All of you who still believe an East End bridge will be built as partof the supposed $4.1 billion cost of the Ohio River Bridges Projectplease contact me about some swampland on the moon.
All of you who still believe it will be built by 2016 — up three estimated years from 2013 — might step up for some free aerobic workouts with Humpty Dumpty.
All the rest of you can huddle up in I-264 toll booths until further notice.
There actually was a time when I believed I would live to see an East End bridge between Kentucky and Indiana. There also was a time when I believed I could play center field for the New York Yankees. But over the last 50 years or so that our leaders have been muttering about such a bridge, it’s become painfully obvious that the best way to stop it is to just allow the designated bridge process to continue. It’s slow, political, bureaucratic, occasionally deceitful, fitfully asinine, horribly expensive and ultimately self-defeating.
Then toss in the two-year failure to meet federal guidelines to update the project cost — and what do you suppose that means? Add in self-serving River Fields, which has always been good for the occasional obstructive lawsuit.
And Mayor Jerry Abramson and other power players and editorial writers weren’t the least bit of help until the second, downtown bridge and miles of new overhead concrete got poured into the picture. Suddenly came their cheerleading — even from the former East End bridge opponents. Two bridges were better than one. Now the near-term outlook is closer to none. In fact, the whole 8664 one-new-bridge is-plenty argument is beginning to make more sense by the minute — or is that by the million?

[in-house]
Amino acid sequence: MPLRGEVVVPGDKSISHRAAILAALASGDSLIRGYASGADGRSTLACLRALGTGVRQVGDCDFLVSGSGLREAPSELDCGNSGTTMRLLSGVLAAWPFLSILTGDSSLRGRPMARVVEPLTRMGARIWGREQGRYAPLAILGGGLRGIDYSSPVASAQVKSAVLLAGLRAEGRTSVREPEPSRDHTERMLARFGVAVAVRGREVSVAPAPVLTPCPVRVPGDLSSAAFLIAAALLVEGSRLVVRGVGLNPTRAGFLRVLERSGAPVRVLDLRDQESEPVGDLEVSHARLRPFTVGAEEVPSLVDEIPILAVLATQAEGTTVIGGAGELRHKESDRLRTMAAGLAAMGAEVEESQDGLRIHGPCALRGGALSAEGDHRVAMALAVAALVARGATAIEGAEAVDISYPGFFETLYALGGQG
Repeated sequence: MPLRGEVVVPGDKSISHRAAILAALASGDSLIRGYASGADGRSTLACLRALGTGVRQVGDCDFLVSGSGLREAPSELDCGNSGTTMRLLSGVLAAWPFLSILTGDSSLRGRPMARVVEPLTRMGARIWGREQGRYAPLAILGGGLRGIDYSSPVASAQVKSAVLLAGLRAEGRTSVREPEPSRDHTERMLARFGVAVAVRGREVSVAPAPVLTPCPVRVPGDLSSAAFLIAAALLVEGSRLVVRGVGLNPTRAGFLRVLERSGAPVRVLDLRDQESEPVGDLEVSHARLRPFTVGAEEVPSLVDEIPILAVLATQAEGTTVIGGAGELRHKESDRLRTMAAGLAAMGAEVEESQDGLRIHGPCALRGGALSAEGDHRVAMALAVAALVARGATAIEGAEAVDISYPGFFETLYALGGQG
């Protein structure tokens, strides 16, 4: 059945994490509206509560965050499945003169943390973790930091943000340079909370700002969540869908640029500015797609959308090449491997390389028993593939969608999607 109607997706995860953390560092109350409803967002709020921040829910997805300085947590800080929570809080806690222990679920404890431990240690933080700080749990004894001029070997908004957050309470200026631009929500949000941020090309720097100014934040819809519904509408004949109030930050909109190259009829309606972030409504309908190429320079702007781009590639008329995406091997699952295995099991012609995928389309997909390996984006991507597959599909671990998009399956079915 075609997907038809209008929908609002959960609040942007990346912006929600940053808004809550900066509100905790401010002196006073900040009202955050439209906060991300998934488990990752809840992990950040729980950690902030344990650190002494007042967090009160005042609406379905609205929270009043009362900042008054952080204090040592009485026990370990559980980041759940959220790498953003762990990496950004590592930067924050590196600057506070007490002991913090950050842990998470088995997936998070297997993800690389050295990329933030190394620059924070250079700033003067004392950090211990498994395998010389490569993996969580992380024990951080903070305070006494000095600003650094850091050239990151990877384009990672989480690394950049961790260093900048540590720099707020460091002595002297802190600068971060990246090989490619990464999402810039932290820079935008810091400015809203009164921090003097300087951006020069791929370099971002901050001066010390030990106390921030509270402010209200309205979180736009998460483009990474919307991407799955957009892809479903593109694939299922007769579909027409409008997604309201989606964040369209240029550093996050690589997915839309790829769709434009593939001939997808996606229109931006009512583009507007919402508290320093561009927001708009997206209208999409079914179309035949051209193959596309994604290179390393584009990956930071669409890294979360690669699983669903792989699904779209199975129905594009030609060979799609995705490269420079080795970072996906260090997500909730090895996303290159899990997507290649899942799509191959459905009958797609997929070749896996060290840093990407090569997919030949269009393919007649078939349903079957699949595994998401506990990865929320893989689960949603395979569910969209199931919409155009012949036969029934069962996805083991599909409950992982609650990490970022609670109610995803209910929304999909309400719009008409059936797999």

The most recent wrinkle in bridge fabric was news that the proposed interstate tunnel connecting the Gene Snyder Freeway might be deleted as a cost-cutting measure. The tunnel under a historic home would be about 2,000 feet long. Its current estimated price tag is $261 million — up just a few decimal places from its 2003 price tag of $96.5 million. That’s right, the price almost tripled in six years. It’s hard to know if the costs of cement and steel have gone up that much or somebody just bought a new dart board.
The straight-faced Courier-Journal story on the matter said the final tunnel decision would be made by a “highranking group of officials that includes the Federal Highway Administration and Kentucky and Indiana transportation departments.” And the decision will be made “in the next year or so.”
Geez, you can almost feel the urgency. So are you still willing to bet the total bridges project package will hold at $4.1 billion? Let’s meet on the moon and talk it over. And I’ll bring Humpty Dumpty.
If you need some laugh lines here, consider that Kentucky Transportation Cabinet officials had estimated a cost of only $19 million to dig an exploratory test tunnel at the site. The worry now is that if it is dug — and the tunnel not built — what could be done with a $19 million hole in the ground? I’m not totally sure what you’re thinking, but my first legal option would be a grave for 50 years of bridge studies.
I began going to the public bridge meetings with Daniel Boone. Everyone was very nice; we were asked to vote on the designs we liked best, and then 14 bi-state officials and politicians locked themselves in a room and made the final decisions. In Indiana, developers were selling land and houses to people the developers knew would be in the path of the bridge. In Kentucky, one of the main arguments against the bridge became that it would help create jobs in Indiana — a fine example of upscale regional thinking. Meanwhile, some of the bridge-path land the environmentalists were supposed to be saving was being eaten up with new houses — many of them oversized, hey-look-at-me, energy-eating monstrosities.
Has any project of this scope ever been done anywhere near on time — and budget? How has the process become so much more important — and legally vulnerable — than the final product?
Somewhere in the distant past — like 2002 — the estimated bridges project cost was $2.5 billion. Now the $4.1 billion. I’m certain the final cost will be at least $6 billion to $8 billion — and Kentucky already hasn’t a clue how to come up with its $2.9 billion share — among other things.
I’m thinking that someday we’ll all be paying bridge tolls for their great leadership. I’m also thinking of calling the New York Yankees.